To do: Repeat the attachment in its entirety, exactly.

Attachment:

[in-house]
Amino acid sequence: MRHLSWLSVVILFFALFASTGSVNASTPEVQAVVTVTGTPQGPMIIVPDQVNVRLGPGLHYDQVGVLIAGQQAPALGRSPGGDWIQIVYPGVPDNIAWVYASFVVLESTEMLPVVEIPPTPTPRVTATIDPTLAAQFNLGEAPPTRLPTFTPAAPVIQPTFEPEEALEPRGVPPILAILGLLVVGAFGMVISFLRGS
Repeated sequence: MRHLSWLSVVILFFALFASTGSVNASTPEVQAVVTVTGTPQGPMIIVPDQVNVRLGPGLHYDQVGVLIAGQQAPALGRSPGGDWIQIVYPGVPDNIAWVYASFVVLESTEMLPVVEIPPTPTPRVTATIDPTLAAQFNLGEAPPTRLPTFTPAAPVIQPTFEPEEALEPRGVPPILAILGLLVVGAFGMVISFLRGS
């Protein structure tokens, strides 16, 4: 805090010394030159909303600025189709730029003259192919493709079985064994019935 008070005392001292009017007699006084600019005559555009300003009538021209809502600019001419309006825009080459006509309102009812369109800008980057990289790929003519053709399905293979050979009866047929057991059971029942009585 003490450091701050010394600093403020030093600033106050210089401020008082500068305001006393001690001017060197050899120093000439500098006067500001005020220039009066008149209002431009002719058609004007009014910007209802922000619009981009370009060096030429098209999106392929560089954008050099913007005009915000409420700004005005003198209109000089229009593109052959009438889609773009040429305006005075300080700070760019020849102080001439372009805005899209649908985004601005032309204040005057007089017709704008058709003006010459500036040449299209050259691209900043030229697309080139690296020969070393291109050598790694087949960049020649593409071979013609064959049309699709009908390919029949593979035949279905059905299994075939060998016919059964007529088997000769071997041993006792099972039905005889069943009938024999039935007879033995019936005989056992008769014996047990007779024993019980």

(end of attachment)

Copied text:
[in-house]
Amino acid sequence: MRHLSWLSVVILFFALFASTGSVNASTPEVQAVVTVTGTPQGPMIIVPDQVNVRLGPGLHYDQVGVLIAGQQAPALGRSPGGDWIQIVYPGVPDNIAWVYASFVVLESTEMLPVVEIPPTPTPRVTATIDPTLAAQFNLGEAPPTRLPTFTPAAPVIQPTFEPEEALEPRGVPPILAILGLLVVGAFGMVISFLRGS
Repeated sequence: MRHLSWLSVVILFFALFASTGSVNASTPEVQAVVTVTGTPQGPMIIVPDQVNVRLGPGLHYDQVGVLIAGQQAPALGRSPGGDWIQIVYPGVPDNIAWVYASFVVLESTEMLPVVEIPPTPTPRVTATIDPTLAAQFNLGEAPPTRLPTFTPAAPVIQPTFEPEEALEPRGVPPILAILGLLVVGAFGMVISFLRGS
């Protein structure tokens, strides 16, 4: 805090010394030159909303600025189709730029003259192919493709079985064994019935 008070005392001292009017007699006084600019005559555009300003009538021209809502600019001419309006825009080459006509309102009812369109800008980057990289790929003519053709399905293979050979009866047929057991059971029942009585 003490450091701050010394600093403020030093600033106050210089401020008082500068305001006393001690001017060197050899120093000439500098006067500001005020220039009066008149209002431009002719058609004007009014910007209802922000619009981009370009060096030429098209999106392929560089954008050099913007005009915000409420700004005005003198209109000089229009593109052959009438889609773009040429305006005075300080700070760019020849102080001439372009805005899209649908985004601005032309204040005057007089017709704008058709003006010459500036040449299209050259691209900043030229697309080139690296020969070393291109050598790694087949960049020649593409071979013609064959049309699709009908390919029949593979035949279905059905299994075939060998016919059964007529088997000769071997041993006792099972039905005889069943009938024999039935007879033995019936005989056992008769014996047990007779024993019980």